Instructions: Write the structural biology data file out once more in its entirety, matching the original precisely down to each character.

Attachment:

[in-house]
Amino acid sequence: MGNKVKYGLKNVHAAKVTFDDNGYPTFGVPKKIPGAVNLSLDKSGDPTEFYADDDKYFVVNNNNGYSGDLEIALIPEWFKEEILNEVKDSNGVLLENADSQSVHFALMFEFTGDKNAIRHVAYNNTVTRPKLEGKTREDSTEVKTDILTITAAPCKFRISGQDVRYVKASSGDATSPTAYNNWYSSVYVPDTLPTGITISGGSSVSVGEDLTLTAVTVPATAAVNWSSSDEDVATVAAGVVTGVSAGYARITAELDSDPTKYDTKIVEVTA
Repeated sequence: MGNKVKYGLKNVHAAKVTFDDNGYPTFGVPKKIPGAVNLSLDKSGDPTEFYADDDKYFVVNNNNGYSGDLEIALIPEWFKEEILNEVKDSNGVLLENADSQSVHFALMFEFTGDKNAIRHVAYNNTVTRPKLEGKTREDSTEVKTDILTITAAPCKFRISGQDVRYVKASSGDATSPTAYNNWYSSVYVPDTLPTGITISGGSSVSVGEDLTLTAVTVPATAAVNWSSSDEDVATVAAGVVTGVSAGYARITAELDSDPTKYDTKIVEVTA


[in-house]
Amino acid sequence: MGNKVKYGLKNVHAAKVTFDDNGYPTFGVPKKIPGAVNLSLDKSGDPTEFYADDDKYFVVNNNNGYSGDLEIALIPEWFKEEILNEVKDSNGVLLENADSQSVHFALMFEFTGDKNAIRHVAYNNTVTRPKLEGKTREDSTEVKTDILTITAAPCKFRISGQDVRYVKASSGDATSPTAYNNWYSSVYVPDTLPTGITISGGSSVSVGEDLTLTAVTVPATAAVNWSSSDEDVATVAAGVVTGVSAGYARITAELDSDPTKYDTKIVEVTA
Repeated sequence: MGNKVKYGLKNVHAAKVTFDDNGYPTFGVPKKIPGAVNLSLDKSGDPTEFYADDDKYFVVNNNNGYSGDLEIALIPEWFKEEILNEVKDSNGVLLENADSQSVHFALMFEFTGDKNAIRHVAYNNTVTRPKLEGKTREDSTEVKTDILTITAAPCKFRISGQDVRYVKASSGDATSPTAYNNWYSSVYVPDTLPTGITISGGSSVSVGEDLTLTAVTVPATAAVNWSSSDEDVATVAAGVVTGVSAGYARITAELDSDPTKYDTKIVEVTA